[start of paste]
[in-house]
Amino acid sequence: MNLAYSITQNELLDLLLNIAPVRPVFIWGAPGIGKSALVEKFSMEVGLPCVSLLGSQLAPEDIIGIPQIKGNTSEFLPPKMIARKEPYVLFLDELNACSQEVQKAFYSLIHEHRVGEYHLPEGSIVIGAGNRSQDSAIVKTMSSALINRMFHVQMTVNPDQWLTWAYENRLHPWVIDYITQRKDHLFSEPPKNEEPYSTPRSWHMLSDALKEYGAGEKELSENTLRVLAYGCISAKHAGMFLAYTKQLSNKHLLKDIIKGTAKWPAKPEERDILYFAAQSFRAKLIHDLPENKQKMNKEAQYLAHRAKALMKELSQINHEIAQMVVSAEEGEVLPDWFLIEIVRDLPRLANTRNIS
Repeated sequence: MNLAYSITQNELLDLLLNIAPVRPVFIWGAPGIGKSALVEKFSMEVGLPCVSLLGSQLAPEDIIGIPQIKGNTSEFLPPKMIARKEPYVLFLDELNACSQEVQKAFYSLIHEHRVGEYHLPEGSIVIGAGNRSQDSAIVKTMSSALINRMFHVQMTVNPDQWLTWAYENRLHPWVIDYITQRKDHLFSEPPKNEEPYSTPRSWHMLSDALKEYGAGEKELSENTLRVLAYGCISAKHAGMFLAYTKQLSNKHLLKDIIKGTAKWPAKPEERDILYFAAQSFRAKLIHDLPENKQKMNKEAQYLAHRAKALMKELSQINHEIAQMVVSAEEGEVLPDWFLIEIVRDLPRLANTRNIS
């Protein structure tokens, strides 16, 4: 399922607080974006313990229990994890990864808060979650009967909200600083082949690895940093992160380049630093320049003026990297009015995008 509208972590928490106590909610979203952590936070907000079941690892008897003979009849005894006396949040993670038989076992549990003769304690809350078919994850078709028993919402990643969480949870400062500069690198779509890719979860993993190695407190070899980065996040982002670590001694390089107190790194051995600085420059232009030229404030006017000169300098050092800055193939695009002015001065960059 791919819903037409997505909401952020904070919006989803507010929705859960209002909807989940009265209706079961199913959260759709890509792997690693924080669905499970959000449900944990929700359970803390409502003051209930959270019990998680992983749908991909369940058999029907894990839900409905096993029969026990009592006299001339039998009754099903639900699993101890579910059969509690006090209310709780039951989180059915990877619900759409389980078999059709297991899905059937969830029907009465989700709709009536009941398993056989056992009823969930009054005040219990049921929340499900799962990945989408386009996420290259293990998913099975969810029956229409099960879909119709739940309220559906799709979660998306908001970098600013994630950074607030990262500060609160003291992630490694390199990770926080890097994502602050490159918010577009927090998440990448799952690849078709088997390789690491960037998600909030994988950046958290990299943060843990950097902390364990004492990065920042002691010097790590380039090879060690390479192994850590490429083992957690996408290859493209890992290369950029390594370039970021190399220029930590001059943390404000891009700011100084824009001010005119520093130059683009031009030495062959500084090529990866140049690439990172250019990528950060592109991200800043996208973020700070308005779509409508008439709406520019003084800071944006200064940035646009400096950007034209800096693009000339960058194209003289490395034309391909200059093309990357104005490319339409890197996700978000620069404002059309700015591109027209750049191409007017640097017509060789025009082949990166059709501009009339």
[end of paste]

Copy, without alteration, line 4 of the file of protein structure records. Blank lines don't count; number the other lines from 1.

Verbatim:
């Protein structure tokens, strides 16, 4: 399922607080974006313990229990994890990864808060979650009967909200600083082949690895940093992160380049630093320049003026990297009015995008 509208972590928490106590909610979203952590936070907000079941690892008897003979009849005894006396949040993670038989076992549990003769304690809350078919994850078709028993919402990643969480949870400062500069690198779509890719979860993993190695407190070899980065996040982002670590001694390089107190790194051995600085420059232009030229404030006017000169300098050092800055193939695009002015001065960059 791919819903037409997505909401952020904070919006989803507010929705859960209002909807989940009265209706079961199913959260759709890509792997690693924080669905499970959000449900944990929700359970803390409502003051209930959270019990998680992983749908991909369940058999029907894990839900409905096993029969026990009592006299001339039998009754099903639900699993101890579910059969509690006090209310709780039951989180059915990877619900759409389980078999059709297991899905059937969830029907009465989700709709009536009941398993056989056992009823969930009054005040219990049921929340499900799962990945989408386009996420290259293990998913099975969810029956229409099960879909119709739940309220559906799709979660998306908001970098600013994630950074607030990262500060609160003291992630490694390199990770926080890097994502602050490159918010577009927090998440990448799952690849078709088997390789690491960037998600909030994988950046958290990299943060843990950097902390364990004492990065920042002691010097790590380039090879060690390479192994850590490429083992957690996408290859493209890992290369950029390594370039970021190399220029930590001059943390404000891009700011100084824009001010005119520093130059683009031009030495062959500084090529990866140049690439990172250019990528950060592109991200800043996208973020700070308005779509409508008439709406520019003084800071944006200064940035646009400096950007034209800096693009000339960058194209003289490395034309391909200059093309990357104005490319339409890197996700978000620069404002059309700015591109027209750049191409007017640097017509060789025009082949990166059709501009009339």